The Role of Science in Policy: A Webinar with CSLDF and GAP

Photo: CDC/Unsplash

Join us for a free webinar on Thursday, March 18, about restoring the role of science in policy. Attorneys from the Climate Science Legal Defense Fund (CSLDF) and the Government Accountability Project (GAP) will lead a discussion about how scientific integrity principles, whistleblower protections, and academic rights can help restore science to its essential place as the bedrock of effective public policy.

President Obama took meaningful steps to protect the integrity of federal science during his administration. Yet the Trump years showed that Obama’s actions weren’t enough to prevent assaults on the federal scientific workforce and the integrity of research conducted by and on behalf of federal agencies.

Now it’s time to address the shortcomings in policies that allowed this damage to occur. In President Biden’s first month in office, he nominated a presidential science advisor—a position left vacant for a year and a half under his predecessor—and announced that he would elevate this position to the cabinet-level for the first time.

Biden also issued a memorandum on scientific integrity that mandates a review of agency scientific integrity policies. The memo goes farther than the Obama administration’s actions by explicitly requiring agencies to prohibit political interference with scientific research, instructing all scientific agencies to appoint a Chief Science Officer and a Scientific Integrity Official, and other important improvements.

But there is a great deal of work still required to strengthen scientific integrity and make it resilient to future threats. Federal agencies, universities, and other research institutions need to improve their scientific integrity policies, and scientists can play an essential role in this process.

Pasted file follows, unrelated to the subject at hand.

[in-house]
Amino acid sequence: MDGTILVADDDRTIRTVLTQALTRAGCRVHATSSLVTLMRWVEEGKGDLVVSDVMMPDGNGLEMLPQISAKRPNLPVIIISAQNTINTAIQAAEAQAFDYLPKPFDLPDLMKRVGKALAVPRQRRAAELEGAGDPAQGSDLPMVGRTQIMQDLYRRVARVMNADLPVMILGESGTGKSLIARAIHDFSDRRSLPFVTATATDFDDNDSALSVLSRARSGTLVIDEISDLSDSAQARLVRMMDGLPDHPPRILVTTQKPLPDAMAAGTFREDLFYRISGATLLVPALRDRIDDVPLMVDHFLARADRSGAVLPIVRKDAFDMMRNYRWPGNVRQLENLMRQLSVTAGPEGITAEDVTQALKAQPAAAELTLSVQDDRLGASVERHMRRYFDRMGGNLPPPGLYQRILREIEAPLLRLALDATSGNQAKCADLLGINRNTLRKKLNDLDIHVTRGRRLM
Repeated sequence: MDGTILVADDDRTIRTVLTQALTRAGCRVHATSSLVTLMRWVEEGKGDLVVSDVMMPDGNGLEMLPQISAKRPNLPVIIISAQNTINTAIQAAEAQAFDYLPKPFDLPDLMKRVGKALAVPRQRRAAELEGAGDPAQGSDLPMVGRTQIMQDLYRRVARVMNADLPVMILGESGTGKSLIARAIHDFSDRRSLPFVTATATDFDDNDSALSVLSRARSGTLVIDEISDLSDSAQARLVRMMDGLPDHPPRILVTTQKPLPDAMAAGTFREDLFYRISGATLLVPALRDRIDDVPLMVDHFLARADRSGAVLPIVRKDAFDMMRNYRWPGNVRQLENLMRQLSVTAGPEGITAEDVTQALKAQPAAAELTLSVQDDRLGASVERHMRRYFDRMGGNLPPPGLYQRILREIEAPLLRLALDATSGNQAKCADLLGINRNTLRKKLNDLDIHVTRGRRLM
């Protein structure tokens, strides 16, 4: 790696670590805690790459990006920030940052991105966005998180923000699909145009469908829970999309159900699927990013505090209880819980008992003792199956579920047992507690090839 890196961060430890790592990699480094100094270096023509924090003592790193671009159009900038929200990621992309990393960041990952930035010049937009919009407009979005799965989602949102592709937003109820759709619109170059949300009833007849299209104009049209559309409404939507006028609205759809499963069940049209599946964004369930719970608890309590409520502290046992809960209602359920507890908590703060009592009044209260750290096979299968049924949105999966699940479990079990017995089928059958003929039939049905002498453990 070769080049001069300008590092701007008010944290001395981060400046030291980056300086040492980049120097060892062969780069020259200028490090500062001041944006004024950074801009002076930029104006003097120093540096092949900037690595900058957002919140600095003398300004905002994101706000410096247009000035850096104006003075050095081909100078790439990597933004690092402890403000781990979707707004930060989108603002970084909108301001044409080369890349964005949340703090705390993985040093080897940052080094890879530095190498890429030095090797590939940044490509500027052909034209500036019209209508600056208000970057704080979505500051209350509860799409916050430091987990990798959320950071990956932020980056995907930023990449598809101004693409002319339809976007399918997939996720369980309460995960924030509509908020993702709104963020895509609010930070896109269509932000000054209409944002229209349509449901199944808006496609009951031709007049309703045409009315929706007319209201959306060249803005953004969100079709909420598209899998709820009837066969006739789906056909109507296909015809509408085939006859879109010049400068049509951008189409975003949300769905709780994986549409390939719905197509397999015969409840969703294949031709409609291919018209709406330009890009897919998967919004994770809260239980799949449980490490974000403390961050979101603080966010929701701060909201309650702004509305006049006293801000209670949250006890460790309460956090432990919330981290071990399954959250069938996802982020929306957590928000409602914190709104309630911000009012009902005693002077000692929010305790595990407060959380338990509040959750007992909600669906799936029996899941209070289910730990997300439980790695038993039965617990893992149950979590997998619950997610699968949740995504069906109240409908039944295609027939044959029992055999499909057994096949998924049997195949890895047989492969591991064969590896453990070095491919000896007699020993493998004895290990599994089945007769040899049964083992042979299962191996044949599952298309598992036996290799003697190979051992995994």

In this webinar, Augusta Wilson, CSLDF Staff Attorney, and Dana Gold, GAP Senior Counsel and Director of Education, will talk about what constitutes a scientific integrity violation at federal agencies, universities, and other research institutions and how those entities handle scientific integrity complaints. They’ll discuss how academic freedom principles intersect with scientific integrity and how scientists can use both frameworks to address threats to independent science.

Wilson and Gold will also cover the current landscape of whistleblower rights for federal scientists and contractors, including how those rights can help address censorship and other threats driven by political interference with science and what reforms are needed to strengthen those rights and promote scientific integrity in the workplace.

The webinar is on Thursday, March 18, from 2:00–3:00 p.m. ET. It’s hosted by the American Geophysical Union, and it’s free and open to scientists from all disciplines. Register here.

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